Failure to approve funding to keep the government open and to raise the debt ceiling would have a destabilizing effect on the economy, President Barack Obama said in a televised statement Sept. 27. Closing the government would cut fourth-quarter economic growth by as much as 1.4 percentage points depending on its length, according to economists from Moody’s Analytics Inc. to Economic Outlook Group LLC.
Procter & Gamble Co., United Technologies Corp. and Nike Inc. lost at least 1.4 percent to lead declines in 28 of 30 stocks in the Dow Jones Industrial Average. All 10 of the main industry groups in the S&P 500 fell, led by consumer-staples and energy companies.
While the S&P 500 Index slipped 1.1 percent last week, the benchmark index has added 3.6 percent this month to extend its quarterly gain to 5.3 percent as the Federal Reserve kept its $85 billion of bond-buying a month. The central bank will pare the size of purchases in December, according to 59 percent of 41 economists in a Sept. 18-19 survey.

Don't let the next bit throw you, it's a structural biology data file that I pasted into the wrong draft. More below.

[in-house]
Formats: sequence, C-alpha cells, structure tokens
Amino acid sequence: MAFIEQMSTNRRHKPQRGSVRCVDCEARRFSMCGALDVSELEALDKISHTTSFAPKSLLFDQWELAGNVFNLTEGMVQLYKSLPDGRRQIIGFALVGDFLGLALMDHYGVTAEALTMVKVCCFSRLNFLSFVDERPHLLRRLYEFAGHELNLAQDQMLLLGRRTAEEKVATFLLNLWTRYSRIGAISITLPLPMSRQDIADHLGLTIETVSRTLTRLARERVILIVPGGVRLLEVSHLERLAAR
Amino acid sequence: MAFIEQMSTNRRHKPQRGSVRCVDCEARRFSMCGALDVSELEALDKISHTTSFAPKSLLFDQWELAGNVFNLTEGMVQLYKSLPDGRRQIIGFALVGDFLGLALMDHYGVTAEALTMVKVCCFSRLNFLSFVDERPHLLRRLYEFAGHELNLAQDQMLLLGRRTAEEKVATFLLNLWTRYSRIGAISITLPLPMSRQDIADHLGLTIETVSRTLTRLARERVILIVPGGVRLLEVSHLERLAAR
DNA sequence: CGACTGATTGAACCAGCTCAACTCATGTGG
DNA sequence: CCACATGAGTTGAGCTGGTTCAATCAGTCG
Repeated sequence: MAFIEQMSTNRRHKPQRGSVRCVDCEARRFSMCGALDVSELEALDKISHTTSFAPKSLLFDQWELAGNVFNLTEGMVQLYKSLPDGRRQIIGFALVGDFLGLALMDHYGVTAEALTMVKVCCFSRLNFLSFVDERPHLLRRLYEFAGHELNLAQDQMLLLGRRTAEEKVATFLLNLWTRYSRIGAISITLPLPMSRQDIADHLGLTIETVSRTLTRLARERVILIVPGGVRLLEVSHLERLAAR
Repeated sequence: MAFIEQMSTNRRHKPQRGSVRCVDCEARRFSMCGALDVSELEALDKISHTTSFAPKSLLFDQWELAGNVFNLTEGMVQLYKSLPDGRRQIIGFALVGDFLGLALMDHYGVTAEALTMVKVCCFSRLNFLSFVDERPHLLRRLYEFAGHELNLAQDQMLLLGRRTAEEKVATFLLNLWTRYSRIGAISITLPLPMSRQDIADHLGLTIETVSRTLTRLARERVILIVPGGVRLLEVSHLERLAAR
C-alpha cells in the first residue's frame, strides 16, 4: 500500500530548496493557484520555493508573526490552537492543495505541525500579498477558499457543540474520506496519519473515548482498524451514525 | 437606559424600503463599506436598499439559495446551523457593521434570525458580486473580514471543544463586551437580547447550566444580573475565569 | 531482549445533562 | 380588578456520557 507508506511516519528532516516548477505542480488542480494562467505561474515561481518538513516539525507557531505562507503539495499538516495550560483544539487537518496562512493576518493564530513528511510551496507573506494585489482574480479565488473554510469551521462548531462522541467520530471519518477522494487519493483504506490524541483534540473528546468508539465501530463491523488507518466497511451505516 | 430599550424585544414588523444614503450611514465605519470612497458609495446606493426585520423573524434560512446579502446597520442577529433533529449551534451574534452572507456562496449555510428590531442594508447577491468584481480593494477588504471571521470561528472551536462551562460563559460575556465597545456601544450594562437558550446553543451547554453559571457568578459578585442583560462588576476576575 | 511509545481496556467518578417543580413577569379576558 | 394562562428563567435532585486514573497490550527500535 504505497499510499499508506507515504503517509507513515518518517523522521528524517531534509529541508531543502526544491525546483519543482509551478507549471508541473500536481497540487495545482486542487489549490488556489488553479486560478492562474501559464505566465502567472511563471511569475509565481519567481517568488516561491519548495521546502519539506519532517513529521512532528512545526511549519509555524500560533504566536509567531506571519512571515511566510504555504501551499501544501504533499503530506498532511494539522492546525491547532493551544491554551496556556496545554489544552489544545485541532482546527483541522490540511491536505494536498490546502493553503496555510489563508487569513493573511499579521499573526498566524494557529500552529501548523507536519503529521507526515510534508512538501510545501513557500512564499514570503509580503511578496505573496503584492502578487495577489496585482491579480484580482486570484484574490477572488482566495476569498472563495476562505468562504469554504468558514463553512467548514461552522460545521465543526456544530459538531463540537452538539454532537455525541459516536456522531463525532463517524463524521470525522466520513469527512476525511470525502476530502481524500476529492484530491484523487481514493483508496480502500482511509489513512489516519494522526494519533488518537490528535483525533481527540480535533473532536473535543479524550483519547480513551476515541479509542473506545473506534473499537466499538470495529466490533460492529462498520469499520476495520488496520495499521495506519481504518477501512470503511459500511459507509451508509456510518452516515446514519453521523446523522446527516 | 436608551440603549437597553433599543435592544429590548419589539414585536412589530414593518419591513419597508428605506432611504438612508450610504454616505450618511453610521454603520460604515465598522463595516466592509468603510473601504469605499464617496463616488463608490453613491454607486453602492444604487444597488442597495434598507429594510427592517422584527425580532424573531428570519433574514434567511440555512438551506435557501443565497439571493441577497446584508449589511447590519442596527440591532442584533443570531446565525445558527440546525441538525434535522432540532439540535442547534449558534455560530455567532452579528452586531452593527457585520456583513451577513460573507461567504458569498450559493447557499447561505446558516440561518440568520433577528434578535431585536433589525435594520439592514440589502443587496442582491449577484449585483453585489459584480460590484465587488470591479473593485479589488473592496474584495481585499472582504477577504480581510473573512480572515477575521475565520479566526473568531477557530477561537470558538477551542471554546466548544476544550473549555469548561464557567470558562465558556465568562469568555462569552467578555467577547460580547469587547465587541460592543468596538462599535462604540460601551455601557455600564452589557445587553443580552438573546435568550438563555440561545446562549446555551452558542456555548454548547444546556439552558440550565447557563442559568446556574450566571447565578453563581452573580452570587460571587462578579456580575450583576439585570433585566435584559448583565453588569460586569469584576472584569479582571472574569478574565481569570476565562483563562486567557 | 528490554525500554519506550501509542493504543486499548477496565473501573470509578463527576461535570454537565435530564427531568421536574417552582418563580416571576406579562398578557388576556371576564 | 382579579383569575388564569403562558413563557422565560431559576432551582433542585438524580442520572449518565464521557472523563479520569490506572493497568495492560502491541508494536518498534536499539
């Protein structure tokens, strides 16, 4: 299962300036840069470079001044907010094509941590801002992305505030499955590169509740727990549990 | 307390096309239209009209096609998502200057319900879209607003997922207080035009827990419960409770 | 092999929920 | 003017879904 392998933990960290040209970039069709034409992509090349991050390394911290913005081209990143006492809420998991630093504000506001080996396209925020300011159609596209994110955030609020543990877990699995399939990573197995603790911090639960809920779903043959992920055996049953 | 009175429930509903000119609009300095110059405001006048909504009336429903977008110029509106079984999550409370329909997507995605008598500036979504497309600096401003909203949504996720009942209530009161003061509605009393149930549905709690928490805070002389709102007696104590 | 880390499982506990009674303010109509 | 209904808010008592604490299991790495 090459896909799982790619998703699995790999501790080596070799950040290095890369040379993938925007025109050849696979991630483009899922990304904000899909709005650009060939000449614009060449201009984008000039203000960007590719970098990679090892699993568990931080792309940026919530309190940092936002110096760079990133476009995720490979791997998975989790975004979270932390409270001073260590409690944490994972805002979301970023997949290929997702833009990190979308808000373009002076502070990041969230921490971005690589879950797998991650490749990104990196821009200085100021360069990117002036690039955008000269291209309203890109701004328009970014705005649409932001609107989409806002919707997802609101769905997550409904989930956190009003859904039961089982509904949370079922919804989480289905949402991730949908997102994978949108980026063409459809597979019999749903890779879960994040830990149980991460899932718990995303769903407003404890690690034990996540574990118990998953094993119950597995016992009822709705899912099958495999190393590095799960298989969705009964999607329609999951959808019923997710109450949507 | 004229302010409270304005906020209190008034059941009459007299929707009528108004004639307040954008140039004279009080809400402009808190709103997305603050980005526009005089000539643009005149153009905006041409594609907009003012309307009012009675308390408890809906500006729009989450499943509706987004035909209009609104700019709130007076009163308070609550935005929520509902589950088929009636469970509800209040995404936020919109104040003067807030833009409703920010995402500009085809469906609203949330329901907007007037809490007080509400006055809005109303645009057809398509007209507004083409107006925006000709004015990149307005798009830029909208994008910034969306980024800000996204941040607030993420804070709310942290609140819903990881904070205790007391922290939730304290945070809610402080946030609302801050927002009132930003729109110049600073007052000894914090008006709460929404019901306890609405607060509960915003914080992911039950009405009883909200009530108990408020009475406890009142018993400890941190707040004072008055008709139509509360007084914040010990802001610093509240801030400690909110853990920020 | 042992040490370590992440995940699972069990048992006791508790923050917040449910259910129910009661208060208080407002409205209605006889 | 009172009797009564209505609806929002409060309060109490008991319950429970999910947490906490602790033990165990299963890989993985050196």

U.S. stocks are trading virtually in lockstep with 1954, the best year for American equity and the time when shares finally recovered all their losses from the Great Depression.
The S&P 500’s returns in 2013 are tracking day-to-day price moves in 1954 almost identically, according to data compiled by Bespoke Investment Group and Bloomberg. In no other year are the trading patterns more similar to 2013 since data on the index began 86 years ago. The correlation coefficient between this year and 1954, when the benchmark gauge rose 45 percent, is 0.95 out of a maximum of 1.
American equities this year climbed above the 2007 peak before the global financial crisis, like they did in 1954 when the S&P 500 reached a new high for the first time since 1929. While bearish investors say the correlation is irrelevant, bulls say the index will keep rising the way it did 59 years ago, as investors regain faith in U.S. profits.
Ten-year Treasury yields declined as much as four basis points to 2.59 percent earlier, the least since Aug. 12, after falling 11 basis points in the five days to Sept. 27. Credit-default swaps on U.S. Treasuries rose 3.2 basis points to 34.15, the highest since May, according to prices compiled by Bloomberg.
The yen was little changed at 98.30 per dollar after earlier strengthening as much as 0.7 percent. The Japanese currency erased gains against the shared European currency after earlier rising as much as 1.1 percent to 131.38 per euro on demand for safety after Italy’s leaders stopped short yesterday of dissolving Prime Minister Enrico Letta’s five-month old administration.